First published in Around the O, the students in professor Marc Schlossberg’s Bicycle Transportation course had a special treat recently as their classroom was transformed for the day into the setting for a high-level policy discussion that included one of the most influential lawmakers in the land when it comes to transportation issues.
The class included University of Oregon faculty members and others who looked at transportation through the lens of their own research — ranging from environmental law to psychology to computer science and civil engineering. But the students also got to ask questions of and hear from a distinguished guest who plays a major role in determining which transportation trends are likely to be implemented: U.S. Rep. Peter DeFazio.
The Springfield Democrat is the House Transportation and Infrastructure Committee chairman as well as a UO alumnus. He was joined by the UO’s Heather Brinton, director or the Environmental and Natural Resources Law Center; computer science professor Stephen Fickas; psychology professor Elliot Berkman; planning, public policy and management professor Rebecca Lewis; and Oregon State University civil engineering professor David Hurwitz.
The class, which coincidentally was held on Earth Day, was a chance to highlight some of the innovative, multidisciplinary approaches the university is applying to what is one of the most critical issues facing society in the coming decades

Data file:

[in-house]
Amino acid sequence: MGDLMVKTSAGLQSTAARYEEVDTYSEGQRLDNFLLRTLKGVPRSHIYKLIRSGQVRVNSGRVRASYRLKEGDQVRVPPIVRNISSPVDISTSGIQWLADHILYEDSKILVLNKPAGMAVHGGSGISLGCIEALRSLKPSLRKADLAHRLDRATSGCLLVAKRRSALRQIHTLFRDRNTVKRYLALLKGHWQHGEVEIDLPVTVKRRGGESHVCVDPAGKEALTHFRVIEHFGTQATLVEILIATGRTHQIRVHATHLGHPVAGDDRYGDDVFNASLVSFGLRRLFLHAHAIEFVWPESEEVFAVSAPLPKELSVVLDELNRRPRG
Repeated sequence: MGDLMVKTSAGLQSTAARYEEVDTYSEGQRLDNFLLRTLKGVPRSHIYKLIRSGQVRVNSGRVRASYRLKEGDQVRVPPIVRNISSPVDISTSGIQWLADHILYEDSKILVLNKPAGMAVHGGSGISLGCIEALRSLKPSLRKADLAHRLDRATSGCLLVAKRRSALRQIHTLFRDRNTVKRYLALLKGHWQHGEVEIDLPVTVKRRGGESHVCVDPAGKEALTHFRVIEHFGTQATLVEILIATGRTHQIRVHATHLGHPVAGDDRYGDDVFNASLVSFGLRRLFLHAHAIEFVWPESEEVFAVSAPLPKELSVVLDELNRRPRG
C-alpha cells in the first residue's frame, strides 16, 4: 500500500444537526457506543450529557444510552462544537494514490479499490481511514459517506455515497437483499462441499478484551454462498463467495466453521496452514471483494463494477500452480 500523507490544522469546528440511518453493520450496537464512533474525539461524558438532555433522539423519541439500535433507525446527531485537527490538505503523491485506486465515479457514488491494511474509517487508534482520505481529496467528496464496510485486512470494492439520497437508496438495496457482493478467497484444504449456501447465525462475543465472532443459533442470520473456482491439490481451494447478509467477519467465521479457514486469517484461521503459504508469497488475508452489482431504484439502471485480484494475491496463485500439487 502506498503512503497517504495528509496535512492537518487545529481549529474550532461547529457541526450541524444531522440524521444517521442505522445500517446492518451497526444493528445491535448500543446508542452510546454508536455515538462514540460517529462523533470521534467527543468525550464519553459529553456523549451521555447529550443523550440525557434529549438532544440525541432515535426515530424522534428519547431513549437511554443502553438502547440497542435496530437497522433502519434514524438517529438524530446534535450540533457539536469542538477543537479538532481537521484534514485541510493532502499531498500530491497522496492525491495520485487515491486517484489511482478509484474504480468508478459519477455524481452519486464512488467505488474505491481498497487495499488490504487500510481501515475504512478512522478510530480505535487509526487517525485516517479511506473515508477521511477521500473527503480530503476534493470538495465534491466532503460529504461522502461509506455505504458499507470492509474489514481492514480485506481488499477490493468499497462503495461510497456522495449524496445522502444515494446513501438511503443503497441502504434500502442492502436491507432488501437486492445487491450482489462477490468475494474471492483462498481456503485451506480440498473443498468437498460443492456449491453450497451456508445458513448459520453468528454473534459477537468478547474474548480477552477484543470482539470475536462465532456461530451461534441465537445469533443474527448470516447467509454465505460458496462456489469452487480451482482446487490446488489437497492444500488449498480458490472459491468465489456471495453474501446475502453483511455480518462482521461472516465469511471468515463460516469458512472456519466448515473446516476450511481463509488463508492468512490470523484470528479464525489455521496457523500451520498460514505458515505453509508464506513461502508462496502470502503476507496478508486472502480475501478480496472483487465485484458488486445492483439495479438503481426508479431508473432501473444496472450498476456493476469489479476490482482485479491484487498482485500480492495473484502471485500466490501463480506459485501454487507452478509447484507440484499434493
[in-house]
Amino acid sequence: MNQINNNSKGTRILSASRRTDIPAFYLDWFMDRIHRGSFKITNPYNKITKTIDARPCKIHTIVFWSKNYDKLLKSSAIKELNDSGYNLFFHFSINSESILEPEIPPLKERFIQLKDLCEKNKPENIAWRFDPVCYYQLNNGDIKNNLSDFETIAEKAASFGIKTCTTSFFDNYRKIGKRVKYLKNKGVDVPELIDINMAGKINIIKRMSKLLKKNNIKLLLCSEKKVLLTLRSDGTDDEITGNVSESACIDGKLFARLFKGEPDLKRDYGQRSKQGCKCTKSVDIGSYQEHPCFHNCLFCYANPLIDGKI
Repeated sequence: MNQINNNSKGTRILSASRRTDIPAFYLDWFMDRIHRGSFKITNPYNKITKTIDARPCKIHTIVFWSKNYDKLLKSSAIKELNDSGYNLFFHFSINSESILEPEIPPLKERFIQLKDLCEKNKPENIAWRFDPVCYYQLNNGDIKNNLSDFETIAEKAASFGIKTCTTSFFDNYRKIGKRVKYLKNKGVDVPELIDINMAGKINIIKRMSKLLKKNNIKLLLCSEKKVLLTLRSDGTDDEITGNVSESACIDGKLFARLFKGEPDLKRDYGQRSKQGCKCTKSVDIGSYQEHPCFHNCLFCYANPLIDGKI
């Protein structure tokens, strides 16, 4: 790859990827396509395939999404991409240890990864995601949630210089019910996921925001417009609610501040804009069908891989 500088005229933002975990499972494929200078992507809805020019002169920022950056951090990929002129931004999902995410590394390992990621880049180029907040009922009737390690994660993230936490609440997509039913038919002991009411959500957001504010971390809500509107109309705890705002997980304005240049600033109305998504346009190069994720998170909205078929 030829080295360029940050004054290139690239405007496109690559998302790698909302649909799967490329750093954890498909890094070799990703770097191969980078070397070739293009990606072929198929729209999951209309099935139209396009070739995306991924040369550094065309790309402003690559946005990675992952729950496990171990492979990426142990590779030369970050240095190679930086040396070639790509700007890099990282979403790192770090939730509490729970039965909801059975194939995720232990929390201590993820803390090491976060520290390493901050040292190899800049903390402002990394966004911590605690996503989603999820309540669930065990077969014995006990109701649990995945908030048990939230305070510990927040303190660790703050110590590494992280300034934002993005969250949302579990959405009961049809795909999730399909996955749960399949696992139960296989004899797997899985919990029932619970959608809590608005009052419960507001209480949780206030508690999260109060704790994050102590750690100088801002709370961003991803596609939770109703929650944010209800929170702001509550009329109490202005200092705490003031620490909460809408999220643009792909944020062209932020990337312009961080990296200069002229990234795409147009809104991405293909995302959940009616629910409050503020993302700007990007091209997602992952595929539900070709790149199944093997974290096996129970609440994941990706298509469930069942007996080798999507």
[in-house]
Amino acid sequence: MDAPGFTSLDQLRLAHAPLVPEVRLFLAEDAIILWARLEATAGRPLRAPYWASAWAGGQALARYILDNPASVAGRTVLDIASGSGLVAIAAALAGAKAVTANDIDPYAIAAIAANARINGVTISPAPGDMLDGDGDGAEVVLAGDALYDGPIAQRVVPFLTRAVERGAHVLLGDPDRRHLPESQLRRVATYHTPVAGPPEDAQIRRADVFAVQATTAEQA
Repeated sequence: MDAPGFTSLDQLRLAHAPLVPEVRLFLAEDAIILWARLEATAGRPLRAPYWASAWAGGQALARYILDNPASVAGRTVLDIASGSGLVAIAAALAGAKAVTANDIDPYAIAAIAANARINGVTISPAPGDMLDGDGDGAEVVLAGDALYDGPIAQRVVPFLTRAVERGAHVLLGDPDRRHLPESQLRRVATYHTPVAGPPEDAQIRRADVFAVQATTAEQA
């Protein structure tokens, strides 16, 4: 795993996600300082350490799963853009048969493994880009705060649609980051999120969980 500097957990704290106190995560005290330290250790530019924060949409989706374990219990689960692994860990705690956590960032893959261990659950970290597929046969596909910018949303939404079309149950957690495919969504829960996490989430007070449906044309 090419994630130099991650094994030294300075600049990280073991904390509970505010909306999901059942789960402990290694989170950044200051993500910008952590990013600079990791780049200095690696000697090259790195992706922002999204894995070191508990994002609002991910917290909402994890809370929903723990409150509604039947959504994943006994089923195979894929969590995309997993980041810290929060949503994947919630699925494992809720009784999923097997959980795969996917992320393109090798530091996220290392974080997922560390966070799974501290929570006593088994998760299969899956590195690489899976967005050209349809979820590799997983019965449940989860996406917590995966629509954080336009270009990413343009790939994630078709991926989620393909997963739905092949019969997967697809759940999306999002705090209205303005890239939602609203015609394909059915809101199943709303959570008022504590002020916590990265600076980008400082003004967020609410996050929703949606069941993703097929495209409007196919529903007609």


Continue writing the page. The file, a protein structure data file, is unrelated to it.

And the students got a broad, behind-the-scenes look into how it all happens.
The hour-plus conversation ranged from the unexpectedly fast adoption of electric scooters to how to overcome the psychological and structural barriers preventing more people from walking or bicycling to nearby destinations. It even touched on how other futuristic modes of transportation, such as driverless cars, might accelerate cities’ use of streets for more space-efficient and low-carbon modes of transportation.
“We’re rethinking transportation in the 21st century,” Schlossberg, a professor in the School of Planning, Public Policy and Management, told participants, noting how all the scholars in the room should be considered transportation experts in order to advance research and its applications.
After each faculty member shared how their knowledge contributes to solving transportation issues, DeFazio shared an anecdote about a recent trip to a self-driving car technology company.
He saw a bunch of kids playing games around a parked car, which he learned was how the car was “learning” how to predict kids’ actions by having its sensors observe them playing. But he also gave insight into the dialogue in the halls of Congress about such technology when it comes to navigating autonomous vehicles’ liability issues.
“How is this all going to work?” he asked. “It’s going to be difficult.”
Much of the work at the UO actually addresses the question DeFazio asked, only it approaches it from a different perspective: Rather than asking how cars can better see people simply as objects to avoid, many researchers at the UO are asking how cities can actually be redesigned to prioritize people on foot, bike or scooter in the first place.